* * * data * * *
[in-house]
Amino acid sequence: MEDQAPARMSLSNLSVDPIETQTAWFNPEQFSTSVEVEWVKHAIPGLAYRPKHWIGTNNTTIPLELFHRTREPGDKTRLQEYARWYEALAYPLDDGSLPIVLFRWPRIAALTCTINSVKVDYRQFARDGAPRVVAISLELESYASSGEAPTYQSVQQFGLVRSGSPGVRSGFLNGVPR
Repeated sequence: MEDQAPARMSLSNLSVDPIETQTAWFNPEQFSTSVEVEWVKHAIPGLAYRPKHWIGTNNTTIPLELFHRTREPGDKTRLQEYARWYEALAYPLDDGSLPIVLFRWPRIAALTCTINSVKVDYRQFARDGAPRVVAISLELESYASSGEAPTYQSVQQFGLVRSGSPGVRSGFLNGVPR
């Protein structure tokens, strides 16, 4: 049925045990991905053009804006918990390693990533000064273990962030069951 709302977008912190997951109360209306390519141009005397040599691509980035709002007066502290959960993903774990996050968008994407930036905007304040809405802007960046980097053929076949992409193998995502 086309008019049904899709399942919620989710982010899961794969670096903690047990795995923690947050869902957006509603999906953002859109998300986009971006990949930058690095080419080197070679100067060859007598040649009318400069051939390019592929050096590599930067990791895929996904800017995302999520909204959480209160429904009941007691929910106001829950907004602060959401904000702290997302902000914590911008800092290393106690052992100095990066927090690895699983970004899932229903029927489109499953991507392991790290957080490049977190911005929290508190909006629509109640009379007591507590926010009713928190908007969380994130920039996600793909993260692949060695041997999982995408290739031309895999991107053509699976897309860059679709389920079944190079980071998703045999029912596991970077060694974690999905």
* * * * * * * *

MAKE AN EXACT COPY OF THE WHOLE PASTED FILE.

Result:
[in-house]
Amino acid sequence: MEDQAPARMSLSNLSVDPIETQTAWFNPEQFSTSVEVEWVKHAIPGLAYRPKHWIGTNNTTIPLELFHRTREPGDKTRLQEYARWYEALAYPLDDGSLPIVLFRWPRIAALTCTINSVKVDYRQFARDGAPRVVAISLELESYASSGEAPTYQSVQQFGLVRSGSPGVRSGFLNGVPR
Repeated sequence: MEDQAPARMSLSNLSVDPIETQTAWFNPEQFSTSVEVEWVKHAIPGLAYRPKHWIGTNNTTIPLELFHRTREPGDKTRLQEYARWYEALAYPLDDGSLPIVLFRWPRIAALTCTINSVKVDYRQFARDGAPRVVAISLELESYASSGEAPTYQSVQQFGLVRSGSPGVRSGFLNGVPR
């Protein structure tokens, strides 16, 4: 049925045990991905053009804006918990390693990533000064273990962030069951 709302977008912190997951109360209306390519141009005397040599691509980035709002007066502290959960993903774990996050968008994407930036905007304040809405802007960046980097053929076949992409193998995502 086309008019049904899709399942919620989710982010899961794969670096903690047990795995923690947050869902957006509603999906953002859109998300986009971006990949930058690095080419080197070679100067060859007598040649009318400069051939390019592929050096590599930067990791895929996904800017995302999520909204959480209160429904009941007691929910106001829950907004602060959401904000702290997302902000914590911008800092290393106690052992100095990066927090690895699983970004899932229903029927489109499953991507392991790290957080490049977190911005929290508190909006629509109640009379007591507590926010009713928190908007969380994130920039996600793909993260692949060695041997999982995408290739031309895999991107053509699976897309860059679709389920079944190079980071998703045999029912596991970077060694974690999905």